Community Safety – Defining Our Priorities
Over the next few weeks, I will be putting together a new Police and Crime Plan for our county, setting out key priorities for Essex Police and laying out a framework for our partner agencies who work hard to keep our communities safe. This will build on the many conversations I had whilst campaigning for the role of Police and Crime Commissioner and the commitments I made to the people of Essex in that campaign.
I aim to publish the revised Police and Crime Plan for Essex this autumn. That means that, during the summer and together with my team, I will be engaging with a wide range of groups and organisations and listening carefully to the views of the public. From speaking with many people across Essex, I have gained a clear sense of some of the key issues for local communities, and these were reflected in the manifesto on which I was elected as PCC. Since the election, I have shared that work with the Chief Constable and senior officers in Essex Police and with the Police and Crime Panel, and I have now published a document entitled “Policy Implications from Manifesto Commitments”, which can be found and read in full beneath this statement.
I believe it is essential that Anti-Social Behaviour is addressed before it develops into more serious criminal activity. I will be expecting the Community Policing Teams and the Community Safety Hubs set up with local councils and other partners to be at the forefront of tackling ASB and nuisance behaviour. This is likely to include a renewed focus on Restorative Justice to help resolve persistent issues.
I want Essex Police to be more local, visible and accessible. That will mean using new technology more effectively to enable officers to spend more time on patrol. We all know that smart phones and tablets allow us to keep up with colleagues and deal with admin while being where we want to be. Officers will want to share intelligence and make their reports out and about where they can be seen and are ready to respond, or in places such as coffee shops where they are accessible to the local community. I expect Essex Police to provide a visible patrolling presence, particularly in areas where intelligence has identified a crime hotspot. And we need officers who are part of their local community and know it well. We should aim to double the number of Special Constables, and ensure that they are properly integrated, boosting police visibility across both rural and urban parts of our county. We should also look to bolster community involvement further through Neighbourhood Watch and Farm Watch.
We will continue to focus on tackling domestic abuse, identifying high risk situations early and intervening to prevent harm from occurring. This work needs strong partnership coordination from Essex Police; our local authority partners in adult and children’s services and in housing; the health service; the criminal justice system, and the crucial involvement of the voluntary sector, with specialist services to support adult victims and safeguard children. Victims must have a safe space to report crime, and access to protection, support, and justice. There were fifteen domestic homicides in Essex between April 2015 and March 2016, each one a senseless loss of life leaving a trail of pain and distress for the victim’s family and friends. Those who commit domestic abuse must be dealt with.
Serious violent crime blights individual lives and makes communities unsafe. In the year to April 2016, violence with injury in Essex increased by 14.3 per cent to 11,818 crimes. Much of this is fuelled by drug and alcohol abuse. If violence is regularly occurring in our night time economies, there must be close working with local businesses to ensure that every possible step is being taken to prevent alcohol or drug-fuelled violence. We also need to work with the Health Service and volunteer groups to identify and help vulnerable people experiencing mental health episodes. In addition, there must be better monitoring of dangerous offenders, a cross-agency approach to intelligence, and robust enforcement.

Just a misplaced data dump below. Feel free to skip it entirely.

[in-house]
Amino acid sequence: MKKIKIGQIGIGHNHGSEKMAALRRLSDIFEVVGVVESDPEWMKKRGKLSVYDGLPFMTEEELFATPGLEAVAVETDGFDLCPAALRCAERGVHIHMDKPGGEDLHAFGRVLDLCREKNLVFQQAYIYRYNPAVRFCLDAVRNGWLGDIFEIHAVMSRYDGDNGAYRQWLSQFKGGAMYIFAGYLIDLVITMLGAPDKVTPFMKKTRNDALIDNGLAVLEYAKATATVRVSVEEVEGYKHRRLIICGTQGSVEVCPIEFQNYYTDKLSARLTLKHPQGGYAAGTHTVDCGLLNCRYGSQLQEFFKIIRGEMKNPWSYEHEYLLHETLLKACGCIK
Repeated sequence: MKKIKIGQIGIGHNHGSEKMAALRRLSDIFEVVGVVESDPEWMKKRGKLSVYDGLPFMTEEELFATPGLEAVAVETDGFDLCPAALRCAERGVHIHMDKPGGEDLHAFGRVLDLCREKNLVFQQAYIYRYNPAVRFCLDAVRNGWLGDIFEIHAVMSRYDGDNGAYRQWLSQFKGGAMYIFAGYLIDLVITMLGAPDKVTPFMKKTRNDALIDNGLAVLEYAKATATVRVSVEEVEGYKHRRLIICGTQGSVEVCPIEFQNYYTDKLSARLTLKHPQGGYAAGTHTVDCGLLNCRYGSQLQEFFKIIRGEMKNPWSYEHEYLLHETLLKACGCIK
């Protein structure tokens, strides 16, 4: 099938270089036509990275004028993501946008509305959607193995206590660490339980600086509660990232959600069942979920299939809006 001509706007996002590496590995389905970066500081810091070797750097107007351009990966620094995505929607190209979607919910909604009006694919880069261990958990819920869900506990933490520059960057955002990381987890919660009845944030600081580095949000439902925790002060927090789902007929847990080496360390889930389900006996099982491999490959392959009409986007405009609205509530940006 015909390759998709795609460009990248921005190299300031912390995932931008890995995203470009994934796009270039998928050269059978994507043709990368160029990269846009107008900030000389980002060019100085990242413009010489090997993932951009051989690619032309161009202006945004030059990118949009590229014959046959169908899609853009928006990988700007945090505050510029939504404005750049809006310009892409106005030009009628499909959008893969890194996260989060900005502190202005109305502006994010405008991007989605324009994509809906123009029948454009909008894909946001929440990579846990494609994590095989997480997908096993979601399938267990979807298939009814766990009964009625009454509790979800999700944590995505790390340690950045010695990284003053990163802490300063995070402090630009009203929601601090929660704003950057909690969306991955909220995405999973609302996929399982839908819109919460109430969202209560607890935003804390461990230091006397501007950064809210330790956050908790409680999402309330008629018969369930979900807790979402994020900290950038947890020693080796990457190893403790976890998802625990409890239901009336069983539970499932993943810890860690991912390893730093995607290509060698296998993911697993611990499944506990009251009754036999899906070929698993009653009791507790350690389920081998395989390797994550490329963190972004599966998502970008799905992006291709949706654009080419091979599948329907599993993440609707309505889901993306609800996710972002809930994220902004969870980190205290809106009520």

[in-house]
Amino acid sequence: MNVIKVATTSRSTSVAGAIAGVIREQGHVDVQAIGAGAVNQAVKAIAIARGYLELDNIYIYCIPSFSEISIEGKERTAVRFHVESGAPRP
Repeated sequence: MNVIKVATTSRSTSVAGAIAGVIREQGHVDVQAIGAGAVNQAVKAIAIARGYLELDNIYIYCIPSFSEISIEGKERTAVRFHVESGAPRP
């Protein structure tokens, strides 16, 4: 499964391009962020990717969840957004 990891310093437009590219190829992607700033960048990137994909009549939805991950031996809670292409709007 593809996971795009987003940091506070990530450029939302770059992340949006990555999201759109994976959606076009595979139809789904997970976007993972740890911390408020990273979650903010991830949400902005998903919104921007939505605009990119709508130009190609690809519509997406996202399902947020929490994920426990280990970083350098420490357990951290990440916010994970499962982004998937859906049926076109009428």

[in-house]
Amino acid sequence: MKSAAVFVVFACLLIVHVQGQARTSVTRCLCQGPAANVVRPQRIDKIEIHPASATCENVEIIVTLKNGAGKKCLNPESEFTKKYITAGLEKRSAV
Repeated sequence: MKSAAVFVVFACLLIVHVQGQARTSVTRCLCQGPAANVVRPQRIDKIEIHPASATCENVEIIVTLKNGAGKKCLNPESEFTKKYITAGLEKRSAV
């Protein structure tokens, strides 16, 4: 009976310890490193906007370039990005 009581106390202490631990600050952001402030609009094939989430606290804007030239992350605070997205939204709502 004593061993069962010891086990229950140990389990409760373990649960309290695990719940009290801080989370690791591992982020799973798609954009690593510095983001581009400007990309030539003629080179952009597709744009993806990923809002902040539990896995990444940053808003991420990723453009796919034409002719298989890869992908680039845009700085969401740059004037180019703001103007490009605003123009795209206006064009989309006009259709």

Some of this violent crime is driven by gang activity, as London-based gangs spread out into towns across Essex, sometimes competing with existing criminal gangs. This has led to stabbings, vicious GBH assaults and even murders in Essex, and vulnerable people, often young, are exploited by the gangs. We need to work with education services and skills training to deliver effective prevention and diversionary activity for high risk individuals. I have already begun to address this issue directly providing seed funding of £100,000 to locally focused Community Safety Hubs, as we must both recognise the harm that gangs are causing and ensure our communities know how to help Essex Police target gang members and bring them to justice.
We must also recognise that Road Traffic Collisions kill more people in Essex than all other forms of violent crime put together. Speeding, drink and drug driving and use of the mobile phone at the wheel must become offences we are not prepared to accept. Enforcement alone will not prevent this behaviour: to change it, we need better driver education, and the simple recognition by all that bad driving kills and maims.
These are some of the key areas that I will be focusing on in the next few months. Ultimately, the Police and Crime Plan must reflect the views of the people of Essex whilst balancing strategic needs such as protecting us from the threat of terrorism. As Police and Crime Commissioner, I have responsibilities to ensure that victims of crime and vulnerable people receive the best possible support and protection. This will be at the heart of my approach to the role, and of the work of Essex Police and partner agencies.
Roger Hirst, Police and Crime Commissioner for Essex